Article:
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Tamil refugees forced into sex rackets – The Australian

[MISC, Thursday, 2 July 2009 07:07 No Comment]

CONDITIONS for about 300,000 refugees forcibly detained in camps across Sri Lanka remain dire, with reports of a prostitution racket run by officials in a remote camp.

Aid workers told The Australian yesterday officials at the internally displaced people’s camp in Pulmoddai, a remote northeast region, are running the prostitution ring using women kept in the camp.

The Australian understands the allegations are the subject of a joint investigation between the Sri Lankan government and an aid organisation.

"It’s been brought to the attention of senior government officials but no one seems to be doing anything about it," said an aid worker, who requested anonymity for fear of reprisal.

"It’s hard to know whether it’s coercive or not, but there is an average of three families living to a tent and it can be extremely difficult trying to get privacy. You can imagine the military coming in and asking for something in return for more space or more favours."

Sri Lankan Foreign Minister Palitha Kohona described the claims as "absolute rubbish", but confirmed the government was investigating the reports.

"These (the military) are the guys who were winning the war – they could have raped every single woman on the way if they wanted to. Not one single woman was raped," he told The Australian last night.

"I am sure in a mass of people there may be individuals who want to make a quick buck one way or another, but you have to remember the tents are so close together you can’t do anything without the entire neighbourhood knowing. If you had a racket going, thousands of people would know about it."

A UN official said yesterday many families remained separated in the camps and that men and women believed to be Tamil Tiger fighters were being removed with "no due process or proper documentation, like arrest receipts, given to parents or guardians". "These issues are of huge concern for us," the official said. "The lack of freedom of movement is a violation of human rights under Sri Lanka’s own constitution."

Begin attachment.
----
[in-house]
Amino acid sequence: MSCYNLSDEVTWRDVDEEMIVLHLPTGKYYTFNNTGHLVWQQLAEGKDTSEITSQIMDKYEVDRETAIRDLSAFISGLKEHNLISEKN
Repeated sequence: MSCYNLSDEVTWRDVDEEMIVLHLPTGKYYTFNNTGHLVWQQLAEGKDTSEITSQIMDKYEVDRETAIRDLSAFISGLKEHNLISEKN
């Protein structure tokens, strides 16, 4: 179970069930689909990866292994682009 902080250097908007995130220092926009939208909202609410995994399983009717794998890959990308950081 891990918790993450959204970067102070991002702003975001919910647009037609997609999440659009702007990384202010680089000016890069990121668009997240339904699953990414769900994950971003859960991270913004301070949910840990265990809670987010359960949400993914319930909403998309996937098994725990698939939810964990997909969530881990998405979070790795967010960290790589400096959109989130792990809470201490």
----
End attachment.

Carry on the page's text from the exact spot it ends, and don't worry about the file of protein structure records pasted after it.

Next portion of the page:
The restrictions have heightened tensions in the camps, including a mass protest in the Ramanathan camp in the northern town of Vavuniya on Sunday in which IDPs tried to break down barbed-wire fences separating one camp zone – and many relatives – from another.

Tamilnet.com claimed two people were killed and at least two were injured when troops opened fire on the refugees.

But reports from aid workers in the camp suggested troops fired only into the air, causing no casualties, and that camp officials reached a compromise that allowed the IDPs movement between the two camps.

UN Sri Lanka co-ordinator Neil Buhne said camp conditions were slowly improving, thanks to better water and sanitation facilities.

"But the main thing is people are still inside these camps and they can’t go anywhere. The government has made public commitments to get 80 per cent of people back to their homes by the end of the year (after separating civilians from the fighters) but that’s going to be a difficult target to meet."

The Sri Lankan military crushed the Tamil Tiger rebel forces in May after a 26-year civil war. President Mahinda Rajapakse has committed to reaching a political settlement with the Tamil leaders that goes some way to addressing their grievances.

[Full Coverage]

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